Krokodil Drug (desomorphine) in the USA: Why It Matters

Krocodil has been observed since early reports such as this one from Russia in 2011, when the practice of deriving crude desomorphine from codeine using petro chemicals emerged from Siberia.

Krocodil has been observed since early reports from Russia in 2011, when the practice of deriving crude desomorphine from codeine using petro chemicals emerged from Siberia.

We are hearing reports that the dangerous and hideous drug krokodil is here, in the US. Initial reports of possible krokodil use started 2 years ago, but this week we are facing what may turn out to be the first confirmed death from krokodil in Oklahoma, after several reports in Illinois.

In 2010 we first heard graphic reports of “Krokodil” abused by addicts in Russia. The horrific images and stories of addicts so lost to hope that they willingly inject themselves with visibly destructive chemicals, while drug dealers watch them die, drew media attention. To addiction treatment professionals, this was evidence of the severe end game of an addict abandoned by society, left to rot, and powerless under the forces of chemical addiction and commercial manipulation.

Krokodil, or desomorphine, is an opioid derived from morphine. It is also known as dihydrodesoxymorphine, once sold under the brand name Permonid. When codeine was deregulated in Russia a few years ago and sold over the counter, addicts seeking lower cost opioid highs experimented with codeine-containing medicines. They used any available chemical solvents to formulate desomorphine from codeine products, including gasoline, kerosene, paint thinner — or the cheapest of all: red phosphorous scraped off the heads of matches pulled from “free” matchbooks given away with cigarettes.

Krokodil is made from over the counter products containing codeine. The Russian government returned codeine to controlled status in 2012, reportedly due to the abuse of krokodil.

Drug users injecting krokodil are expected to live less than a year or two, due to the severe damage caused by injecting the drug. The horrific skin damage that leads these addicts quickly to disease and death, is caused by the solvents injected into the skin. The solvents cause blood vessels to burst, interrupting blood flow to the skin around injection sites on the arms and legs and wherever the addict injects, killing the skin.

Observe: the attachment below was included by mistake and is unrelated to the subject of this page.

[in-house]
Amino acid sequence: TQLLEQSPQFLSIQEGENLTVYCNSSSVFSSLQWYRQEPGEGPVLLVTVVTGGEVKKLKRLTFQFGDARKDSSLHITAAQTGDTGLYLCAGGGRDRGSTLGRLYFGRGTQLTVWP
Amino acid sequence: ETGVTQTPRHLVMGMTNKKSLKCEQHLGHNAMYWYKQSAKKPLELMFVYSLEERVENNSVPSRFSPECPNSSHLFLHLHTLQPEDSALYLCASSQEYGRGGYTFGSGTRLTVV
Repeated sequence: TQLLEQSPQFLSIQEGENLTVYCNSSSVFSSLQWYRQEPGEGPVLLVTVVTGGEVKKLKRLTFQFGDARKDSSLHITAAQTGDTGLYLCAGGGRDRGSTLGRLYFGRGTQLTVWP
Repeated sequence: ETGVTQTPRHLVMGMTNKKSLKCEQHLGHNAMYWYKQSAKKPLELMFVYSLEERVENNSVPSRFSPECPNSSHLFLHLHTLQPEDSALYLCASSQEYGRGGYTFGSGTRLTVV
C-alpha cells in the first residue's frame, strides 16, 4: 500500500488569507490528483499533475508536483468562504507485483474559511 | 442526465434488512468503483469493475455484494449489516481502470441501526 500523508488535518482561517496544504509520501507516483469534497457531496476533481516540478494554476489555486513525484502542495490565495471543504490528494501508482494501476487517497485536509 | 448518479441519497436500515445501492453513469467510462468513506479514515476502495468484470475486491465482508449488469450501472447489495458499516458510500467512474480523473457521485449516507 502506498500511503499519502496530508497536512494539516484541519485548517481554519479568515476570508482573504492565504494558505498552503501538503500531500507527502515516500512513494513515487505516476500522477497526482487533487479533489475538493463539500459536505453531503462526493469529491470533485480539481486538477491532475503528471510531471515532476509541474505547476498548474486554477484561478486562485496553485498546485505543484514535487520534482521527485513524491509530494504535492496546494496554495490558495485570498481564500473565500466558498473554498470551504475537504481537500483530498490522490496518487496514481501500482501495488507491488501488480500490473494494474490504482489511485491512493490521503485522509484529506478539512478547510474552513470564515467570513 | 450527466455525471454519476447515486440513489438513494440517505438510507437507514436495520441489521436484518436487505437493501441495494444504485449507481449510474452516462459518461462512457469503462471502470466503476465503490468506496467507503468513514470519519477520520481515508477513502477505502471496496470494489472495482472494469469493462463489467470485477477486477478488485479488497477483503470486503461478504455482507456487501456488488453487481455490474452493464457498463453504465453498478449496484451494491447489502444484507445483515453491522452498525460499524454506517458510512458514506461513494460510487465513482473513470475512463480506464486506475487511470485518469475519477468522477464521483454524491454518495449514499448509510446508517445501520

While the media seems fascinated with the imagery of deformed and hideous addicts literally falling apart as they continue to inject, what is the real problem with krokodil? It comes down to two main issues: economics, and substance abuse treatment policy.

Krokodil is the cheapest high these addicts can find, by far. That economic fact… that these addicts cannot afford any other satisfaction from their addiction than an obviously suicidal injection of krokodil, tells the primary story behind the drug. The consequences of injecting krokodil are clear to all who witness it, which we can see from the Russian reports. Addicts surrounded by other addicts dying of the consequences, continuing to inject it. Krokodil is a high of last resort. And that fact highlights the second reason we must pay attention to krokodil: co-occurring mental disorders are behind many addictions, and must be treated.

The addicts we see with krokodil have abandoned all hope. They see no alternative to life under their addiction, except death, and choose death by krokodil over death by something else. This behavior reflects the mental state of the extreme addict left alone to die of addiction.They accept that since they have no hope, and no help, and are dying, they will die one way or another, which may include via the damage done by krokodil.

“While one can say the krokodil addict died of infection or another consequence of the skin damage caused by injecting desomorphine mixed with toxic petro chemicals, I can equally state they died of untreated mental illness, concurrent with terminal addiction”.Ira Levy, Sunrise Detox in Florida

We eagerly await news from the scientific and policy agencies on these current reports of krokodil in the US. As the investigations get under way, we hope that everyone will look at the true root causes of the problem, which is untreated behavioral disorders associated with the disease of addiction, and the economics of drug abuse and treatment.

No addict in the US should ever be left alone to conclude there is no hope, and our society should not allow the criminal conditions of drug sale and encouragement witnessed in the early Russian video reports about krokodil.

Comments

  1. Karen Wilson says:

    That’s exactly what it comes down to– economics and drug policy. After seeing those pictures, it makes me sick to my stomach to think that those victims of addiction and/or untreated, underlying mental illness wil also somehow be blamed for the sad state that they find themselves in. If this country decides to treat illness instead of play out it’s ridiculous WAR ON DRUGS, which is after all a war on the poor, things would change in a positive direction, but I don’t see that happening here ever. WE like WAR too much.

  2. I had never heard

    I think I have been getting this drug. Please publish this, cut and paste it if you have a blog. I have been turned away from the emergency rooms for the last two years because of the terrible skin problems I have had for the past two or three years. It started in 2010 actually, I have lost track. Please let me know if you receive any more knowledge of this subject. I have almost died because I was getting such bad infections. Thank you for bringing this out here on the internet.

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